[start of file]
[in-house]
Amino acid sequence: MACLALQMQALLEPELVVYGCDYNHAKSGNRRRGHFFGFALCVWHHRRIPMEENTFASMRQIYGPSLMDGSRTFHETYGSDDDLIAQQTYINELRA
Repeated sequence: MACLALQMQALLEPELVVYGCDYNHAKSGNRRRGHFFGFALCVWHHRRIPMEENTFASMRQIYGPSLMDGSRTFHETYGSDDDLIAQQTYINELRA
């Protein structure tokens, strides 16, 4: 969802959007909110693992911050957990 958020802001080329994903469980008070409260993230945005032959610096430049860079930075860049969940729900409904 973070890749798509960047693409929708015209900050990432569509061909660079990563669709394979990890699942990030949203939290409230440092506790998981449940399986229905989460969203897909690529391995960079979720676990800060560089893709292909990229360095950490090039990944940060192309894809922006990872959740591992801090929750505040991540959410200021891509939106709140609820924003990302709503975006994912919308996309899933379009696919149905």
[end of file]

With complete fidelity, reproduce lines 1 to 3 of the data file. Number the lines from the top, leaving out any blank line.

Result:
[in-house]
Amino acid sequence: MACLALQMQALLEPELVVYGCDYNHAKSGNRRRGHFFGFALCVWHHRRIPMEENTFASMRQIYGPSLMDGSRTFHETYGSDDDLIAQQTYINELRA
Repeated sequence: MACLALQMQALLEPELVVYGCDYNHAKSGNRRRGHFFGFALCVWHHRRIPMEENTFASMRQIYGPSLMDGSRTFHETYGSDDDLIAQQTYINELRA